As with all of my tutorials:  This is just the way I have found to do this task.  You may have a different way that is better for you.  This post is done with pictures that feature my PE770 and Embrilliance software.

How To Make A Patch
The key to making a patch is two-fold:  (1) making sure the outer edge is stable with a continuous line of intact stitching and, (2) stitching on two layers of Vilene (strong, non-filmy water soluble stabilizer) so that the base can be dissolved, leaving only the applique itself.  The fabrics I like to use ravel, so I use appliques that have a continuous line of satin stitching on the outside.  That's pretty traditional for patches.  That said, I have seen great "raggy-style" patches and felt patches that only had a bean stitch on the outer edge.  On the patches I make, I also like to add a layer of fabric to the back side of the patch, under the hoop.  Adding a layer will keep the E6000 glue (that I will later use) from oozing through. Depending on when the back fabric is added, the wrong side of the stitches can be hidden.  I usually do not hide mine unless my patch is going to be a tag.

Step one:  Prep the hoop.
I hoop two layers of Vilene.

Step two:  Prep the back.
I tape a starched piece of fabric to the back of the hoop.  I really don't think most people do this step. I do because I want an extra layer between my embroidery and the glue that I will use later to apply my patch onto a metal bucket.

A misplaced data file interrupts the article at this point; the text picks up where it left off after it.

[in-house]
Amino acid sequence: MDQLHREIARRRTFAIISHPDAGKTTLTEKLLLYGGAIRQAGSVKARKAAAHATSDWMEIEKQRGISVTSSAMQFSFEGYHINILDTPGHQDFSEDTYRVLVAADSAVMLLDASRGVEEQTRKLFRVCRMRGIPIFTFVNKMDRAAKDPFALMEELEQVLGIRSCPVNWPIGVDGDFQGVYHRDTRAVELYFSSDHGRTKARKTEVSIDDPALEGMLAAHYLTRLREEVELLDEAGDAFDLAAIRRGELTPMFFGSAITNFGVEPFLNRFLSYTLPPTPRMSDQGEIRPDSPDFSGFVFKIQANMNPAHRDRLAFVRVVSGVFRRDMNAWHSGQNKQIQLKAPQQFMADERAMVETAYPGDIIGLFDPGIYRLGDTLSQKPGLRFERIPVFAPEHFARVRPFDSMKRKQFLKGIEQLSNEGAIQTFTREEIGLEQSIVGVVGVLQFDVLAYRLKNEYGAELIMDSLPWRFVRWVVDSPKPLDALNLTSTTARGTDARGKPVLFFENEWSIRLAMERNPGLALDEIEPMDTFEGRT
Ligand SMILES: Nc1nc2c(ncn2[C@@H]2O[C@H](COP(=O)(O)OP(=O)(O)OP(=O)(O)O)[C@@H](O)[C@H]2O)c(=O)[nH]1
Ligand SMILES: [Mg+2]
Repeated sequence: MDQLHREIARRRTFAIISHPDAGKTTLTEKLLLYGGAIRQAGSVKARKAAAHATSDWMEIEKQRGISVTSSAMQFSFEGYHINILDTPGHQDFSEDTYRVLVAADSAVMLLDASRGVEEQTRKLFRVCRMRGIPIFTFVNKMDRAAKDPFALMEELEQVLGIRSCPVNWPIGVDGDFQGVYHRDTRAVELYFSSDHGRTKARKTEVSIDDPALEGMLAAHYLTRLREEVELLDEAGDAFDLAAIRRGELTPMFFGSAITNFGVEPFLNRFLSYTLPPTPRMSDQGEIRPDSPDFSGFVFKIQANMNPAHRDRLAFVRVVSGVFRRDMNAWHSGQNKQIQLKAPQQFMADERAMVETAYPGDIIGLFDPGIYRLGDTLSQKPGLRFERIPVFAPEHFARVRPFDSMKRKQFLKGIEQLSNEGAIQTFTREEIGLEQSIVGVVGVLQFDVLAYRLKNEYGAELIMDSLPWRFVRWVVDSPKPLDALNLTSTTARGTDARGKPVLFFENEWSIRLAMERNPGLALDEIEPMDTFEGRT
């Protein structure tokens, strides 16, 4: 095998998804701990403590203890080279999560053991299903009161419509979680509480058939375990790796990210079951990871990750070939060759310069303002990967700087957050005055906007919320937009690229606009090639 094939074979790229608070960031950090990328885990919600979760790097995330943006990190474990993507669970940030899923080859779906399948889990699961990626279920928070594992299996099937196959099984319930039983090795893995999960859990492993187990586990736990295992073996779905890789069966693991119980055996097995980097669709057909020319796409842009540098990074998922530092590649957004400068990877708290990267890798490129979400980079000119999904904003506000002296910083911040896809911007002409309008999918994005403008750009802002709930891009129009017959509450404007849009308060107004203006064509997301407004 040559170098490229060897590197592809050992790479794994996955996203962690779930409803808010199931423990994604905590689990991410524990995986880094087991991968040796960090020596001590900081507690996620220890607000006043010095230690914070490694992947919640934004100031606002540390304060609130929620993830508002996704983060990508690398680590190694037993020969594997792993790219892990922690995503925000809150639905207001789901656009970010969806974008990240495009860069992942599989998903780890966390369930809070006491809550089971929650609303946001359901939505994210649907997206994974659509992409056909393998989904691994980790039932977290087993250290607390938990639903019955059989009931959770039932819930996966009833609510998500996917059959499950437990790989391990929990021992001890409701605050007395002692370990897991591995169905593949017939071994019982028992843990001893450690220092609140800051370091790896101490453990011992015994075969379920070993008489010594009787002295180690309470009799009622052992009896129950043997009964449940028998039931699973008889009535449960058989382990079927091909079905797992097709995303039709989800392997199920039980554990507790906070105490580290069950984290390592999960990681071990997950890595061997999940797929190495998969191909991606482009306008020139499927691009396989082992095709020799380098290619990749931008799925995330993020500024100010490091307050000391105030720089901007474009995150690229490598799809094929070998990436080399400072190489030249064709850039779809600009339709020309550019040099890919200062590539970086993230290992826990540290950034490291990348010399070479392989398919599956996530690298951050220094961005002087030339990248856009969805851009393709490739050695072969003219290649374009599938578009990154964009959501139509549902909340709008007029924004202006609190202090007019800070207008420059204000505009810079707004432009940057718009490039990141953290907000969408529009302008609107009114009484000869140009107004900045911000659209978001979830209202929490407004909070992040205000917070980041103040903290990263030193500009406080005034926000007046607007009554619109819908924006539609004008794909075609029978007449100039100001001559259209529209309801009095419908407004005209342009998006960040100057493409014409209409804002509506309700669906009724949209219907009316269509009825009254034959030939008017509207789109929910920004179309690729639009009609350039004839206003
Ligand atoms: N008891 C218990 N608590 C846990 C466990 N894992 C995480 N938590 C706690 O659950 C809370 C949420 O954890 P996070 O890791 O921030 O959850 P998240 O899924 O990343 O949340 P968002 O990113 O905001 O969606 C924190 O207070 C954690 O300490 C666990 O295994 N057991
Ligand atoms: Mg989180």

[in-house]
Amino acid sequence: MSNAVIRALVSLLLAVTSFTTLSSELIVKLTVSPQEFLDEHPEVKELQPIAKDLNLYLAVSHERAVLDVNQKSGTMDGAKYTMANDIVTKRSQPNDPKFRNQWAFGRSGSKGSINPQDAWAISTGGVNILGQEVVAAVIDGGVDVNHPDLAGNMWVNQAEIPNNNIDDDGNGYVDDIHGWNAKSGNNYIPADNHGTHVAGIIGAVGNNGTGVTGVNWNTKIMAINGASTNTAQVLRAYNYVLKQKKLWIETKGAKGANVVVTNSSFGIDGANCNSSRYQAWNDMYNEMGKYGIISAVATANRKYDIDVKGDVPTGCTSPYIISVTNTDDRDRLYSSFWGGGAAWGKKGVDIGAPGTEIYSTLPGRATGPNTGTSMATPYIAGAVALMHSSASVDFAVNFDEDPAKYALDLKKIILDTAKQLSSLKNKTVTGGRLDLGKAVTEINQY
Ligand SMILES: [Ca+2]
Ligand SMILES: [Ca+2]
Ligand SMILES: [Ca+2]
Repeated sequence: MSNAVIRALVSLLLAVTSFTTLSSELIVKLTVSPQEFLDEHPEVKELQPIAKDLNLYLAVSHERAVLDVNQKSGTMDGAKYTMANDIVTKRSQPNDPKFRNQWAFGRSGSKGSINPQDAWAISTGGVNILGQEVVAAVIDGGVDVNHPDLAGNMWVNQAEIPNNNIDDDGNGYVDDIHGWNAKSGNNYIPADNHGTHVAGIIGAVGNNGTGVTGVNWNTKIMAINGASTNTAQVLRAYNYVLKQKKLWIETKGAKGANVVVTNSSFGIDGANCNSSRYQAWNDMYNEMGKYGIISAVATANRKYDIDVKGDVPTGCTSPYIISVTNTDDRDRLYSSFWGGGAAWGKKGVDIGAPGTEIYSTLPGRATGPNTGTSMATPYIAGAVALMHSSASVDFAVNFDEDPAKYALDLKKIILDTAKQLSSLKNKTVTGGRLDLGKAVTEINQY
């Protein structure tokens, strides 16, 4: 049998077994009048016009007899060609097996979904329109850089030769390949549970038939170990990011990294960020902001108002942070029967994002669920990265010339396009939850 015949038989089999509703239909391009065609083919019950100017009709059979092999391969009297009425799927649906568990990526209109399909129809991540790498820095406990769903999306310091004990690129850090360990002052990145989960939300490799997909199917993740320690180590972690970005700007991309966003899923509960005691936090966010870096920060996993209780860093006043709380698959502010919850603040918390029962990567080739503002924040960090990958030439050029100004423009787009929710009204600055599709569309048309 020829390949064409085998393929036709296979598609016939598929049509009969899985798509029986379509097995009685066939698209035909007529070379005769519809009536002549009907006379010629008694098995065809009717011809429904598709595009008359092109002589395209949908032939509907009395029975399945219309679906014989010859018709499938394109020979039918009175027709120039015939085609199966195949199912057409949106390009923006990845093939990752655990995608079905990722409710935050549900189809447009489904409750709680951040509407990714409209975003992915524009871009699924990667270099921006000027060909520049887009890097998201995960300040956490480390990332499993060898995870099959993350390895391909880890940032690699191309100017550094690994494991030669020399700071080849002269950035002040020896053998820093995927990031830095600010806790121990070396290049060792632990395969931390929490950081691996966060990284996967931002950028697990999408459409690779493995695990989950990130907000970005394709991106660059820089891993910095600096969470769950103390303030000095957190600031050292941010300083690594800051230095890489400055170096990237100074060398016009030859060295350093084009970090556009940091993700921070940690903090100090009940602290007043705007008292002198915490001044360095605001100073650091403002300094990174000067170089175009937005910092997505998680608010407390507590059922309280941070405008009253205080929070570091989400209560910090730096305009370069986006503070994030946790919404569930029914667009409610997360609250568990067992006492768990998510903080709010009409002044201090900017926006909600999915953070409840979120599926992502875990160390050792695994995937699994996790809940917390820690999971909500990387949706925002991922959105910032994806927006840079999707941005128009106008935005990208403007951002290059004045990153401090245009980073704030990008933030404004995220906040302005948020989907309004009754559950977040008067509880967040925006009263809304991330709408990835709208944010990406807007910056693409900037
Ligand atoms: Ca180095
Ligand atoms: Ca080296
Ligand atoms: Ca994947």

Step three:  the stitch-out.
I like to stitch all the applique fabrics in place at the same time when the design allows for it.  Usually this means stitching out of order.  It is just easier for me this way.  I trim the fabrics as usual for an applique.

I trim the fabric on the back.  By putting my fabric on the back this early, the back fabric won't cover my stitches, but it doesn't matter to me because the back will be glued and never seen. (Actually, on my buckets, the ears will overhang but the ears look just fine, even from the wrong side, since I use a fun fabric for the backside.)  Once the back is trimmed, I don't worry about it for the rest of the stitch-out.

I continue the stitch-out to completion.  I sometimes change the order of stitching for merged files to make sure that certain elements, like the bunny paws, stitch on top of the frame.

 I trim the threads from the front and back.

Step four:  Remove the vilene.
I trim around the Vilene.  The more trimmed away, the less sticky goo!

I try to dip just the edge in hot tap water. It dissolves almost instantly. (Further, I have found that if I dip my fingers into hot or very warm water and touch the edge repeatedly until it dissolves, I can do this with only getting the satin stitch edge wet.)